Estelle: Breaking Beautiful by Jennifer Shaw Wolf

Breaking Beautiful by Jennifer Shaw Wolf (website | twitter)
UPCOMING Publication Date: April 24, 2012
Publisher: Walker Children’s
Pages: 354
Target audience: Mature young adult
Format read: Netgalley eBook

Summary:  Tripp and Allie seemed like the perfect couple to the whole world but there was another layer to their relationship that no one knew about. When Tripp dies in a car accident (one that Allie is also injured in), she hopes to keep all her bad memories with Tripp buried. But his presence just seems to get stronger and stronger, especially after she starts getting notes in her locker in his handwriting. Will she ever be able to let go?

I don’t remember the last time I stayed up past my bedtime to finish a book. It was probably five years ago when I was still in college. At least. So the fact that I stayed up way past midnight on a weeknight to finish Breaking Beautiful (on the same day I started it) should mean something. It should mean a lot. (Because as if that wasn’t enough, it kept me up for another half hour thinking about it.)

A book with this kind of premise could easily turn into a Lifetime movie, soaking in cliché. In fact, after reading other reviews, this was my fear. Getting hooked on a book was one thing but I wanted it to be because the story was actually good, not because it was like a train wreck I couldn’t peel my eyes away from.

I’m happy to say it did not cross into the realm of Lifetime television but did a solid job of exploring some tough themes without much sugar coating or fairy tale endings.

Who knows? Maybe I’ve had the pleasure of knowing people who are repeatedly dealt blows by life but I had no problem believing Allie could have experienced all of these hardships in real life: an abusive relationship, bullying, a car accident that killed her boyfriend (a night she has totally blocked out of her memory), and a disabled twin brother – sure, it’s a lot. But Allie’s reactions to all of these situations were reasonable and realistic. She had good things in her life too – an old friend named Blake and a super close relationship with her brother, Andrew. It’s no surprise that her “hidden life” has clouded those good things. She is constantly questioning her own worth and who wouldn’t after the boyfriend you loved (and you believed loved you back) treated you with such cruelty?

As a reader, it is so frustrating to watch as Allie lies, covers up, avoids, and hides when she could be telling the truth. That frustration we feel means that the author is doing a killer job at making us feeling exactly what Allie is going through, and most importantly, those around her who care just want her to get better and be happy again.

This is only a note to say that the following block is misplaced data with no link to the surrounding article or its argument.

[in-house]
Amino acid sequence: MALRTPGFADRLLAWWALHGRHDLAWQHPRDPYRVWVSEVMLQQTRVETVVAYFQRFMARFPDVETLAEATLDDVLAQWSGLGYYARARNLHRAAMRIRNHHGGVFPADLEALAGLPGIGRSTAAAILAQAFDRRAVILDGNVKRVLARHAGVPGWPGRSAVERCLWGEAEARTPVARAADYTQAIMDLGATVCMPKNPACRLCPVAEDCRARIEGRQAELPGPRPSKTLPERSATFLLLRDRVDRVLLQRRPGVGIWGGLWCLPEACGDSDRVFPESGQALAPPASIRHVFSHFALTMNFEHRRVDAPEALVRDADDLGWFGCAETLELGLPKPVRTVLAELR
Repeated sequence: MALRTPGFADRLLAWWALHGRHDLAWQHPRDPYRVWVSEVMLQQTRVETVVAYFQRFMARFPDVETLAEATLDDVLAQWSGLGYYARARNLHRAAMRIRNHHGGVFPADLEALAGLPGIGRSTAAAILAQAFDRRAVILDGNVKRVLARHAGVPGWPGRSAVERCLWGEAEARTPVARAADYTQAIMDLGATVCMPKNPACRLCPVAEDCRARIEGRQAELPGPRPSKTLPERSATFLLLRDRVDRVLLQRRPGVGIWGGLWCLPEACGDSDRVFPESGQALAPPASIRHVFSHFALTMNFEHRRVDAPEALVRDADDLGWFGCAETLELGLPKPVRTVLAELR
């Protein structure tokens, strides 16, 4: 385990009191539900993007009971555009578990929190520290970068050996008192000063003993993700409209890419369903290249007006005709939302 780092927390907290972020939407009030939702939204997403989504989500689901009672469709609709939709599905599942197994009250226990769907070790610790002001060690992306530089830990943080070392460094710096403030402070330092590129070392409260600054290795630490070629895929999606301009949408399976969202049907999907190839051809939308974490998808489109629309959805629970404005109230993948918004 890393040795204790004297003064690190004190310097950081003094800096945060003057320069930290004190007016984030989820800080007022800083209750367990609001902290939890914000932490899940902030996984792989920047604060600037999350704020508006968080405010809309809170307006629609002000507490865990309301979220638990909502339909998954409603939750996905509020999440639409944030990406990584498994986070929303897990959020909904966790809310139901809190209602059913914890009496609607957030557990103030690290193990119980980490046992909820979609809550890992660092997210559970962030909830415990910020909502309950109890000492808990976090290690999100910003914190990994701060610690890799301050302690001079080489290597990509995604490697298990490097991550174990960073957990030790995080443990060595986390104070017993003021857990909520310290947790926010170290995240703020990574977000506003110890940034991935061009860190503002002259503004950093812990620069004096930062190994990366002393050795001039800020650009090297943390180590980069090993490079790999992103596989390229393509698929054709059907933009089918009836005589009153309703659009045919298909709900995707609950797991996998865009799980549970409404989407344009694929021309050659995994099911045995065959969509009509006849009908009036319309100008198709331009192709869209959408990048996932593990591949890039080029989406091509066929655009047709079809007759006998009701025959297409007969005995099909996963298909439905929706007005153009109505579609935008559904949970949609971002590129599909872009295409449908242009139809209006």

One of the book’s main themes is control. Tripp’s parents are rich and have a lot of clout (too much) on the small town. So there’s that and Allie’s desperation to take control of her life, the lack of physical control her brother may have, and the power Tripp’s ghost and their memories have on Allie as she attempts to move on. Control is a funny thing. Everyone wants it and when they get it, there is no telling what might happen. Some may even surprise you.

In a way, this book is part mystery. We discover the events of the accident along with Allie as she is able to remember and confront more of her demons. Until the end, I did not find the revealed events to be predictable at all. The author did a commendable job of weaving memories with the present day and also keeping the suspense and tension high. (And this is why I needed a caffeine drip the morning after I finished it.)

I’m not going to lie. Many of the events in this book are terrifying. The helplessness that Allie feels, her mom’s allegiance to Tripp’s family and her legacy to the town, the utter desperation so many of these characters feel. Even once I hit the last page, that desperation and fear felt like it was haunting me. Breaking Beautiful reveals the bleakest depths of the human spirit and the not so pretty process it takes to get back to feeling like you. And we can’t go around ignoring that the bad exists.

I hope Shaw is busy at work on her next book, because after reading Breaking Beautiful, it will certainly make its way on my list.

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